Police Act Amendments Regarding Policing Committees

Resolution Year: 
2016

WHEREAS Alberta has five legislatively based policing committees; and

WHEREAS more than 40 communities within Alberta are eligible to have a legislatively based policing committee; and

WHEREAS there is no legislative requirement to have a policing community in eligible communities; and

WHEREAS anecdotally, AAPG has been informed that the requirement to have a public complaint director is a barrier to having a policing committee in many communities; and

WHEREAS the Alberta government has stated its support for police governance and community input into policing for all Alberta communities;

THEREFORE LET IT BE RESOLVED THAT the Alberta Association of Police Governance urge the Province of Alberta to amend subsection 23 of the Police Act, RSA 2000, C.P-17, to mandate policing committees in eligible communities and make public complaint directors optional in communities with a policing committee.

Background: 

Police governance bodies provide a valuable contribution to communities. They ensure that the local police service fulfills its duty to the public, enhances transparency and accountability of the police and ensure community input into local policing priorities.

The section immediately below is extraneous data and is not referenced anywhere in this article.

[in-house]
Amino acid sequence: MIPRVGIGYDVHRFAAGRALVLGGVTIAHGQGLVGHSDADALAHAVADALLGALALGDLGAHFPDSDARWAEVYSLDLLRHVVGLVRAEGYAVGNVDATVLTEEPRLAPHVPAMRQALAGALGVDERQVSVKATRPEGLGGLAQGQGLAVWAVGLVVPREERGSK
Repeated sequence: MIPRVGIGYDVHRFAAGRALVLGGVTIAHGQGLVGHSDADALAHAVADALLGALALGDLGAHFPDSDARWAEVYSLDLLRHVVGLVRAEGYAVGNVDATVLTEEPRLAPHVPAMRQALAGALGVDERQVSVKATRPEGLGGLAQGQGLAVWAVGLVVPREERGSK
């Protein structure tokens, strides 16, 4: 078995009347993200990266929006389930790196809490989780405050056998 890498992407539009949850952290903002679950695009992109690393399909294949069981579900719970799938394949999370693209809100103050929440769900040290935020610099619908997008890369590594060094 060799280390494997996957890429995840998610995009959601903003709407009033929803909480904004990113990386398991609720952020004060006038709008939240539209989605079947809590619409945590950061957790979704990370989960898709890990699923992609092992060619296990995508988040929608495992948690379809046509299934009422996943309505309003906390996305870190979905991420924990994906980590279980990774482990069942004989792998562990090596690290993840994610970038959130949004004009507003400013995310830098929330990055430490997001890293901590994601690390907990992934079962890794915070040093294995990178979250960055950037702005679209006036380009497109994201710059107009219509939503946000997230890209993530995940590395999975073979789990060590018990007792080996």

The loss of a number of these committees over the past few years is a loss for the local residents of those communities.

AAPG has been told by communities that have policing committees and those that are eligible to have a policing committee that the requirement to have a public complaint director is a deterrent to keeping or establishing a public complaint director. Smaller communities have few complaints each year and the onus on these communities to recruit, train and retain an individual in this position is onerous. A policing committee can monitor public complaints through statistical reporting from the detachment commander. A policing committee can also continue to receive complaints from individuals who do not want to file a complaint directly with the RCMP. These complaints would follow the regular process of being passed on to the detachment for investigation.

Both Alberta Justice and Solicitor General and the Royal Canadian Mounted Police (RCMP) have stated their support for increased community input in policing. This has formed part of the joint business plan in the past, The RCMP continue to promote community consultative groups, in whatever form, in all of its detachments in Alberta. Mandating policing committees complements this work by the RCMP.

Policing in Alberta will be enhanced by the promotion of strong police governance practices throughout the province. Mandating policing committees is a positive step forward in this regard.

Response: 

The department is aware of barriers certain municipalities face in establishing and supporting a policing committee and welcomes any suggestions to overcome those barriers. This will be added to the list of
proposed Police Act amendments that the department is maintaining as it will require further discussion with policing stakeholders.